I Have a Gripe

July 22, 2019

Analog Skills Still Matter

Filed under: Education,Music Education — alvb1227 @ 3:02 am
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In seventh grade, students were required to do a rotation that included wood shop, print shop, home economics, and general music. I already had a love of music, but it was print shop that would unknowingly at the time, put me on a path that included a love of print technology and a career that included prepress and print workflow development and troubleshooting.

My first assignment in print shop? Make a ruler. I had no idea how important that assignment would be in the grand scheme of my life. I also hand carved a printing block with my initials. I learned it had to be created backwards so it would print properly.

In college some of my favorite classes were print production and typography. We learned about the technology of print, but we also learned how to do things “old school,” as it was called. We were taught it was important to learn the foundation of how things were done in order to understand and appreciate how today’s latest technology worked. In college I was on the staff of The Setonian. I learned how to run type galleys and set 2pt rule by hand. More manual print production.

So why am I telling you all this?

The Girl Scouts recently announced a new badge program. I was a Girl Scout from Brownie to first year Cadette. When the troop I was in disbanded, I volunteered as an assistant leader for several years. I loved being involved in the Girl Scouts and have wonderful memories. I still have all my badges and sashes.

So I was incredibly disappointed when their new badge program focuses heavily on STEM.

Anyone who knows me knows I am not a fan of STEM education. While I am a huge fan of technology and have spent a good part of my career involved in Information Technology, SEO, and web analytics, it is because of my analog foundation that began at the Belleville School System I learned to appreciate today’s technology.

When I commented on their announcement their LinkedIn manager said they still offer programs in the outdoors and the arts. I looked up their new options, however, and they are incredibly limited.

Time and time again studies have shown the arts play a key role in a child’s development and teaches critical thinking, among other skills. I can’t imagine my life without music in throughout my public school career that began with choir and band in fifth grade.

It isn’t just about learning to sing or playing an instrument.


Me working on my spinning wheel.

Playing an instrument, singing, participating in fine arts, crocheting, weaving, yarn spinning – all things I do – are analog skills. They get kids away from technology, and provide a relaxing and creative outlets.

I will tell you these kids want access to these outlets. A few years ago I visited a Girl Scout meeting and gave a yarn spinning demonstration. They were fascinated. But nowadays everyone is focused on STEM.

Well, here are two examples of analog skills at NASA. Yes, NASA.

We’ve all been watching specials about the 50th anniversary of the Moon Shot. Many of those at the Space Center would double-check their math work using a slide ruler. How many kids today even know what a slide ruler is? Even the Apollo missions went into space with a centuries-old piece of equipment on board – a sextant.

Both area analog tools that play important roles in the most technology advanced department in the country.

So for those of you who have children and continue to push STEM education, think about the importance of analog skills, which includes the arts. You never know where it will lead. Hopefully it will teach an appreciation for more than all things digital.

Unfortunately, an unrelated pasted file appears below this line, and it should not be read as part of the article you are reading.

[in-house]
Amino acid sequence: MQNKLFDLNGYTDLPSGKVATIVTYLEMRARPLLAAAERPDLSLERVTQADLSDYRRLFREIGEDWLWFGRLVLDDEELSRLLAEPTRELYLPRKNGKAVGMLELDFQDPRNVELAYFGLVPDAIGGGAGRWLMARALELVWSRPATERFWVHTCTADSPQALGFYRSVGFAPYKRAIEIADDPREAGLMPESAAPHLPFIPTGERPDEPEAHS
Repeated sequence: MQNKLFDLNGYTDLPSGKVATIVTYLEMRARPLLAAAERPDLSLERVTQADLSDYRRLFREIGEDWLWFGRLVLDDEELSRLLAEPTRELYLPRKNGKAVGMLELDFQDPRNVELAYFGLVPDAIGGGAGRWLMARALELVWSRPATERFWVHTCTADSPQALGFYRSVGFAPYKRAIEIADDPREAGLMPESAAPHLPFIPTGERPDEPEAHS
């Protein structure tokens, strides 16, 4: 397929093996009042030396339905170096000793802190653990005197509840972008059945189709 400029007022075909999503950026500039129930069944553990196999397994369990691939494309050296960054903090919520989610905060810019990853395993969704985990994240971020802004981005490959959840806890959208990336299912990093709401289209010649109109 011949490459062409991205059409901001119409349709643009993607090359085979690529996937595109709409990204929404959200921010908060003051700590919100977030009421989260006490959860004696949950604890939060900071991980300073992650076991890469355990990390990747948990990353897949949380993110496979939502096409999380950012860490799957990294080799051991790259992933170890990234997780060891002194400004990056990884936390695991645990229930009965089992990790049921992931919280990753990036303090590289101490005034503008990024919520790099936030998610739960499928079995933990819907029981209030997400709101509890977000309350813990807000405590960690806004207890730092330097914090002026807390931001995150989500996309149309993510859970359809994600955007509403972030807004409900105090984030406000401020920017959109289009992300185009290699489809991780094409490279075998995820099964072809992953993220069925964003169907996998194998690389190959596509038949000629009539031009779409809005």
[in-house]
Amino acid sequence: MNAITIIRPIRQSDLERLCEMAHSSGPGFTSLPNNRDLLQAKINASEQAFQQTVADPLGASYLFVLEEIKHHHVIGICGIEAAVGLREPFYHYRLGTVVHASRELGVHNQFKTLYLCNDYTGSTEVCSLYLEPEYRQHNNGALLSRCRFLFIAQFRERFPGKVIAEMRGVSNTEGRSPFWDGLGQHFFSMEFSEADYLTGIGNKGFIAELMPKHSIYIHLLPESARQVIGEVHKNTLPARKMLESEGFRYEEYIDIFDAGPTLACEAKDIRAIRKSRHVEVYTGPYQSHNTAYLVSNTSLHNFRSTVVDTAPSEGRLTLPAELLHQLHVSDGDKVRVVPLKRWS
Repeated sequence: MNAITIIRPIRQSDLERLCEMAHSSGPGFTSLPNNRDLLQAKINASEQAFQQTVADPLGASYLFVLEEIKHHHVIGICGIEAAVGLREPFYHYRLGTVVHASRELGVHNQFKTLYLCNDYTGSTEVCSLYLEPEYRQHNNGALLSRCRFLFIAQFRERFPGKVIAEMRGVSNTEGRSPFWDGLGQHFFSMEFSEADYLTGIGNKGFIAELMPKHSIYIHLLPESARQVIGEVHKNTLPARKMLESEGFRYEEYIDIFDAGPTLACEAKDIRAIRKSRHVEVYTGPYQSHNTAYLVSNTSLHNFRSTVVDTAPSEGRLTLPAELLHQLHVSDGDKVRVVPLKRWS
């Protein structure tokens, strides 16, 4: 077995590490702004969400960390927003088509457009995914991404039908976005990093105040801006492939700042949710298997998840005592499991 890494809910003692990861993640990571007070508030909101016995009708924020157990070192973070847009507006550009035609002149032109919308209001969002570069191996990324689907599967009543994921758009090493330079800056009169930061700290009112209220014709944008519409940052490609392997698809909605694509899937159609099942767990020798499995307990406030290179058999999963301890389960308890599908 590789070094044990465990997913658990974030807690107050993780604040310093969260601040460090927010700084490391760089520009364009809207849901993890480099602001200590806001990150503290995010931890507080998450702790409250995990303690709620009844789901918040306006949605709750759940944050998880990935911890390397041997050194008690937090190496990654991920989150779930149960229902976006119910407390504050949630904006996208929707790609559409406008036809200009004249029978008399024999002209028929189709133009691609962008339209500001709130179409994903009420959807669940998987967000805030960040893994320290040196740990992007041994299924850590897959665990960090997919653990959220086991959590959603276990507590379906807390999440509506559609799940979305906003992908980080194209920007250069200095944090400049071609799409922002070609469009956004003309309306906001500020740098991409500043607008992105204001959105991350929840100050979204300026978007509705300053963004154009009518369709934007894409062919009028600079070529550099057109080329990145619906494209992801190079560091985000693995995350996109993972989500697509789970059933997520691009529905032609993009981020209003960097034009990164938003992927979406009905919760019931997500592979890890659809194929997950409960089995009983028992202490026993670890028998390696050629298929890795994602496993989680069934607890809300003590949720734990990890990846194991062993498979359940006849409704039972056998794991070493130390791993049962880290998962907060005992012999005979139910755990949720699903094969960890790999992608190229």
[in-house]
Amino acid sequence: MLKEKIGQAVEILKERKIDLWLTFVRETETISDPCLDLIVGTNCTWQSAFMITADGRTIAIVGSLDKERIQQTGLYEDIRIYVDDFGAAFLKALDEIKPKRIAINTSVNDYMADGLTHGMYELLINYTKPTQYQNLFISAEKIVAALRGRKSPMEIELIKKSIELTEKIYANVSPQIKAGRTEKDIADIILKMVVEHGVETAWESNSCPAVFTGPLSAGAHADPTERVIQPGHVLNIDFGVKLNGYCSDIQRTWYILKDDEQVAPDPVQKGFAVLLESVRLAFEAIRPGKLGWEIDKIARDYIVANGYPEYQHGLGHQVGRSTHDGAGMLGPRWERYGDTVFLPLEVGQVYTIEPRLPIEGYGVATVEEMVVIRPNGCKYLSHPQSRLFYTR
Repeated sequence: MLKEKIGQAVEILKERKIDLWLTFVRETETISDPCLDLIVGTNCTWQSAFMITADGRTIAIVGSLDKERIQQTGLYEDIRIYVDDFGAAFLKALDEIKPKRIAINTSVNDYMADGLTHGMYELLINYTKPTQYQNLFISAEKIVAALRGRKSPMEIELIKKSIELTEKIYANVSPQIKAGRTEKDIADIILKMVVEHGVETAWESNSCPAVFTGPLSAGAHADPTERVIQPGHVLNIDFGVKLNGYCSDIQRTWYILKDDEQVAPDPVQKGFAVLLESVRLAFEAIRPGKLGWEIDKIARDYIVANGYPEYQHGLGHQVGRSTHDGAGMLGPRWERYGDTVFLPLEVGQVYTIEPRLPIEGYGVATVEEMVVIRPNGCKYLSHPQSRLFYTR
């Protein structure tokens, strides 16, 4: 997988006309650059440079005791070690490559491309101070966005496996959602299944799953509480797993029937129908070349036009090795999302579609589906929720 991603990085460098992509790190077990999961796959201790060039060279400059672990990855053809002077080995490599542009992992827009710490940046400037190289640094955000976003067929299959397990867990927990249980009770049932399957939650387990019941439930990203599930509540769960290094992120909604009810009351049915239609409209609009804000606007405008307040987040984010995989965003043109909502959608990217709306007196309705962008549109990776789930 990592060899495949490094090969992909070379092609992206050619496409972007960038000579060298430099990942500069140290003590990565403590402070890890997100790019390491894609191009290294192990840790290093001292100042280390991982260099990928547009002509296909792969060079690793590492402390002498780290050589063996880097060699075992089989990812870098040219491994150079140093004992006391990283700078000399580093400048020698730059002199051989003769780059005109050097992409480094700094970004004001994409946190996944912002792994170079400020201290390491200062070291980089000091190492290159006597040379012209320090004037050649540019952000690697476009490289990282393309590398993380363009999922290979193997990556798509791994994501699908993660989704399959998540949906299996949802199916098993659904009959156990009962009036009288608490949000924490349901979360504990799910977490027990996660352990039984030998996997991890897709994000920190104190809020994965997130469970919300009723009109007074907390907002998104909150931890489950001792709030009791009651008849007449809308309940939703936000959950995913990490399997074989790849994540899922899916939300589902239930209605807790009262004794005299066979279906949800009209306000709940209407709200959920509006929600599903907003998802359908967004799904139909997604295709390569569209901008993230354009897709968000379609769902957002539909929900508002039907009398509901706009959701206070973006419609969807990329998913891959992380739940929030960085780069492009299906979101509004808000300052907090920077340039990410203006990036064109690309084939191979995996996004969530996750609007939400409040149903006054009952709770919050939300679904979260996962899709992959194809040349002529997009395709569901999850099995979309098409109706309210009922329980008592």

December 8, 2013

Religious Music and Public Schools

When I was in elementary school, I loved how festive things were as we inched closer and closer to Christmas. Every class participated in decorating the school. I remember making “stained glass windows” in art class using black paper and brightly colored tissue paper. There were always two trees on either side of the stage. Each year one grade would put on a play of some sort and of course the concert.

Wow, have things changed…

Fast forward a few decades (not saying how many) and most auditoriums are bare. No trees or decorations. There was one principal I know of that would purchase poinsettia plants (using his own money, mind you) so there was something around the stage. After he retired? The stage was completely bare. Oh, and they are no longer called “Christmas concerts.” They are “holiday” or “winter” concerts.

To me, all these changes pale in comparison to the biggest issue in my opinion – the attempt to eliminate any religious music whatsoever from the concert.

When I went to high school, we ended every concert with the singing of Handel’s Hallelujah Chorus. Once you graduated, you would be invited to join the chorus for the singing of the piece with the current students. I can’t imagine not having that experience either as a student or after I graduated.

More and more schools are asking music teachers to submit their program for review and approval. There is great concern by some that the concept of separation of church and state should include the elimination of all music with a reference to some type of religious reference. As I see it, there are two major issues related to this entire situation.

First, the separation of church and state today has been taken completely out of context. The original reason for this separation was to ensure the government does not endorse any specific religion. The First Amendment states that “Congress shall make no law respecting an establishment of religion, or prohibiting the free exercise thereof.” Children playing and singing music with a religious tone does not count as an endorsement of a specific religion.

Second, just as religion is part of history, religious music is an important part of music history and education. Just like Handel’s Messiah and O Come, O Come, Emmanuel, these pieces have significant places in music and children should not just learn their words and music, but their histories.

As a result of the over-zealous attempt to eliminate this important genre of music from music programs across the country, organizations such as The American Center for Law and Justice have provided various documentation to help protect music teachers when planning their lessons and their concerts. Most music teachers I know keep a letter similar to the one linked here to protect their music programs. I also know of some districts where a letter like this is on file in their board office.